Planning to import and sell clothing, electronics, toys, or other consumer products in Australia? In this guide, we explain what all importers and exporters must know about Australian product labeling requirements – including manufacturer information, packaging, statements, and more.
The Australia Border Force requires certain goods to be labeled before being imported to Australia, including information such as product description, manufacturer information, packaging information, and other statements.
Clothing & Textiles Labeling
The Consumer Protection Notice No. 25 of 2010 set mandatory requirements for care labeling of clothing and apparel, referring to the Standard AS/NZS 1957:1998 and AS 2622:2019 on care labeling requirement for textiles. This mandatory standard is applicable to apparels made of the following materials:
- Home textiles
- Suede skins clothing
Care labels should be sewn permanently to the clothing. Information provided on labels should have the following contents:
- Written in English
- Product descriptions
- Care symbols and instructions
- Fabric composition
Even though there are no mandatory requirements, it’s a good practice to also sizes, for which there are several standards available such as:
- AS 1344-1997: Size coding scheme for women’s clothing
- AS 1954:1976: Size designation scheme for men’s clothing
- AS 1182:1997: Size coding scheme for infants’ and children’s clothing
Electronics Labeling: Regulatory Compliance Mark (RCM)
Electrical and electronic equipment manufactured or imported in the Australian market must bear the Regulatory Compliance Mark (RCM).
The RCM mark shows that a product is safe to supply to the Australian market. Importers should refer to Standard AS/NZS 4417: Marking of electrical equipment for detailed labeling requirements.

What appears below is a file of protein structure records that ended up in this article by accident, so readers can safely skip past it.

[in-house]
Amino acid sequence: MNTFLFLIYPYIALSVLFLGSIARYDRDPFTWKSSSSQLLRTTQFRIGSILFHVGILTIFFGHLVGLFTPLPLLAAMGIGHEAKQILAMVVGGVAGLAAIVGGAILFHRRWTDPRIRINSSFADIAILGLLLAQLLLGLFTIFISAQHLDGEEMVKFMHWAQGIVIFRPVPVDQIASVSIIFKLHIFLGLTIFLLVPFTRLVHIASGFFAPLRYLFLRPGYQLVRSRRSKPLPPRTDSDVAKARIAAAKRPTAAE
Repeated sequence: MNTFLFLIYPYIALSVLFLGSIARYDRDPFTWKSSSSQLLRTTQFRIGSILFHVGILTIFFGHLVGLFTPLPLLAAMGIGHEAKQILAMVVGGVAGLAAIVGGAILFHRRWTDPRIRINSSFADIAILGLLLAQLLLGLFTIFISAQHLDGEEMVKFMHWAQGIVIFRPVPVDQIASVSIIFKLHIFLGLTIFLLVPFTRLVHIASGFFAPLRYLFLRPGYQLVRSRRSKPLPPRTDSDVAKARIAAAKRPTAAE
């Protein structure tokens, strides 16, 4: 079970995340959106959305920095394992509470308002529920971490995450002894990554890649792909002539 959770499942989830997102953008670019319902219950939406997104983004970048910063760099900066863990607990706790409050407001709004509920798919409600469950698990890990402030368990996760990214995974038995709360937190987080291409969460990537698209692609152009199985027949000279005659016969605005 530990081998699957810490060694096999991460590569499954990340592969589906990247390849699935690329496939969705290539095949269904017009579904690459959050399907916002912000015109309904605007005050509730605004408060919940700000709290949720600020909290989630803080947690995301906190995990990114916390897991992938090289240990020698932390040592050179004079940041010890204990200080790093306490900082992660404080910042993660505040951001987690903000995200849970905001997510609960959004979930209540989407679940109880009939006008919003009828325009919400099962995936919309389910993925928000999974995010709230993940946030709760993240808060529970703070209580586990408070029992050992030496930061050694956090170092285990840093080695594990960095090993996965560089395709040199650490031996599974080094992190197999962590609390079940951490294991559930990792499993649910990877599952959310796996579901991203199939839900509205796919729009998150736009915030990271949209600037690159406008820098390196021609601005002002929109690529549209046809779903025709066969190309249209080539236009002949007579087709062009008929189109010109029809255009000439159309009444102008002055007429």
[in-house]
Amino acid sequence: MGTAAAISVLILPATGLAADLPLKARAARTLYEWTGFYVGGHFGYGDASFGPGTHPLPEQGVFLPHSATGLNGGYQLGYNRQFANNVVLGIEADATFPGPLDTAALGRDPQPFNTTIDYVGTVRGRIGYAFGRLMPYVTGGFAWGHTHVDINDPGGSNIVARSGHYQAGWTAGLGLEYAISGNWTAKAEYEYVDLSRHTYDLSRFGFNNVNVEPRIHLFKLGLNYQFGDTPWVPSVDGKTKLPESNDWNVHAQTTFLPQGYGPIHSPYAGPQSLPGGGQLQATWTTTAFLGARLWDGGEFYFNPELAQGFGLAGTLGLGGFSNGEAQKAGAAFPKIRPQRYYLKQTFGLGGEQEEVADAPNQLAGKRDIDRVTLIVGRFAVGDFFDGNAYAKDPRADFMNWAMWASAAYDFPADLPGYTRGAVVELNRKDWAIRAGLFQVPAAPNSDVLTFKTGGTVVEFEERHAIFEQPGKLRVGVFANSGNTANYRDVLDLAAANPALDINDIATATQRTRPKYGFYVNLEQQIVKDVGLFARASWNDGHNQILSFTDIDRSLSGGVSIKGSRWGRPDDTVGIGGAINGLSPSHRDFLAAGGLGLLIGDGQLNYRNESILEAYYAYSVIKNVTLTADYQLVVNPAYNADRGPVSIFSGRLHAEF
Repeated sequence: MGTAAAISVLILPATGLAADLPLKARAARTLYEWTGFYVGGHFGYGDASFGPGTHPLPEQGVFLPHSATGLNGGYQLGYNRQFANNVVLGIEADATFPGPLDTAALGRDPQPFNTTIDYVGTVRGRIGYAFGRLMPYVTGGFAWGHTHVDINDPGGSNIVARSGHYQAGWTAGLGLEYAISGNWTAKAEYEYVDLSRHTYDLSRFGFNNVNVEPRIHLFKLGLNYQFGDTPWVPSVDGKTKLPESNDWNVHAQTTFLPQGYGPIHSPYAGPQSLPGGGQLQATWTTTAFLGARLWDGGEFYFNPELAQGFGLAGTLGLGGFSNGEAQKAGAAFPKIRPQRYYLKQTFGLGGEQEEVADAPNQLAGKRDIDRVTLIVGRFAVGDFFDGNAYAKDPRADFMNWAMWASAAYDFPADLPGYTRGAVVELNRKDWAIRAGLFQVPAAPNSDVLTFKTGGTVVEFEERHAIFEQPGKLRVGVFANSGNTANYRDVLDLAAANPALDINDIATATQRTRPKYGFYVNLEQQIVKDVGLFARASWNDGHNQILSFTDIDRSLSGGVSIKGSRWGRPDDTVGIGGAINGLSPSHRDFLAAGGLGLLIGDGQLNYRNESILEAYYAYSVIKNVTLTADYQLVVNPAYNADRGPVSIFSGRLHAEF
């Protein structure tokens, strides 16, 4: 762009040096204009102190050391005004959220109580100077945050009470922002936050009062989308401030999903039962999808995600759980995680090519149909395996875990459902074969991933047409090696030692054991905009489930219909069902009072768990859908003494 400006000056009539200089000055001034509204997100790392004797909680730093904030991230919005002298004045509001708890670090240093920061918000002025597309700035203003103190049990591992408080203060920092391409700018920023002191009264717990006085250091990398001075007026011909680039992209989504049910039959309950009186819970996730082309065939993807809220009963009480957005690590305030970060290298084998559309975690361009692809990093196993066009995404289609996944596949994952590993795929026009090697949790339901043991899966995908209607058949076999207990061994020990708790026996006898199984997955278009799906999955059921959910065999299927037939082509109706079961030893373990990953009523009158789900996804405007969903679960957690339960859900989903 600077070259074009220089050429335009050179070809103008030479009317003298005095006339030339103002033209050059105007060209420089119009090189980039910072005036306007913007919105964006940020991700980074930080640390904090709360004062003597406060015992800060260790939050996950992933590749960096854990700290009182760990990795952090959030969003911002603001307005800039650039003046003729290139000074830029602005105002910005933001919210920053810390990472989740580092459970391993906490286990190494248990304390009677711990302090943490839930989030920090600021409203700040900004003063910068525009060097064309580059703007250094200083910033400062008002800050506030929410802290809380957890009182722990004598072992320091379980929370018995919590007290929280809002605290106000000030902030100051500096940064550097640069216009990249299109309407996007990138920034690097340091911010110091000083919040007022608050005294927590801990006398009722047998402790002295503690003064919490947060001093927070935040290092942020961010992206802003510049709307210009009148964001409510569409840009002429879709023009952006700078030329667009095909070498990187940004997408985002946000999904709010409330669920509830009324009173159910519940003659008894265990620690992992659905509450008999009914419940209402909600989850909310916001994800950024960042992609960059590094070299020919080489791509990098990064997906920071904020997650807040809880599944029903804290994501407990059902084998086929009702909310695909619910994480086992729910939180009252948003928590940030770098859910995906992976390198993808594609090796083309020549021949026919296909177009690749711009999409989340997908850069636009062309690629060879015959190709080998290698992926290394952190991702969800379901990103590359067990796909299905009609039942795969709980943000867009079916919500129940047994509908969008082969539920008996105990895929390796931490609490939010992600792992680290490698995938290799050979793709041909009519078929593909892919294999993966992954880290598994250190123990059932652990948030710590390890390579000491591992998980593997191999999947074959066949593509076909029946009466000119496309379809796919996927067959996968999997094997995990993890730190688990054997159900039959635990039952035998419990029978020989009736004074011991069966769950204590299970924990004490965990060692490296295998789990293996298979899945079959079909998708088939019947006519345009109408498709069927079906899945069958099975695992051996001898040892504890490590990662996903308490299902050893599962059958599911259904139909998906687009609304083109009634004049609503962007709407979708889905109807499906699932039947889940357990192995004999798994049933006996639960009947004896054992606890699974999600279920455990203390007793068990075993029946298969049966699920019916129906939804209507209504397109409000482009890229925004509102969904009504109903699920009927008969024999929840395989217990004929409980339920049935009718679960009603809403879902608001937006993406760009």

Here we list some of the requirements:
- The label must be legible
- The label must be permanently attached or engraved to the product in a visible place
- The Regulatory Compliance Mark (RCM) must be larger than 3 millimeters in height
In the situation when it is not possible to apply the label to the surface of the electronic product, you shall:
- Display the label on the product packaging and product documents
- Provide sufficient reasons to explain why the label is not displayed
Note that the RCM mark is adopted by both the EESS (Electrical Equipment Safety System), which regulates electrical safety, and the ACMA (Australian Communications and Media Authority), which in turn regulates telecommunications, broadcasting, and radio communications in Australia.
Besides labeling, the EESS and ACMA require electronic products importers to ensure the compliance of their products to all applicable standards and the appropriate labeling before supply to the Australian market.
Note: The RCM mark has replaced the A-Tick and C-Tick marks since 2016.
Children’s Products Labeling
Children’s products in Australia are subject to several mandatory safety standards, regulating the design, construction, materials, labeling, and packaging, in order to reduce the risk of serious injuries to children.
For example, the Mandatory standard for “Toys for children up to and including 36 months of age”, which was formulated in deference to the voluntary standard AS/NZS TR 8124.8:2016 Safety of Toys Age Determination Guidelines, explains the requirements for toys labeling and packaging.
According to the standard, toy products with certain features, like containing sharp points, choked beads, or other potential hazards to children are required to provide warning labels and suggestive information indicating the danger of the product.
In addition, age grading and cautionary labeling should be marked on certain toy products to give instructions or warning to caregivers when using the toys.
Under this mandatory standard, the following are some regulated example products:
- Toy dummies
- Squeeze toys
- Toy cars, trucks and other vehicles
Here are some national mandatory standards covering toy product labeling: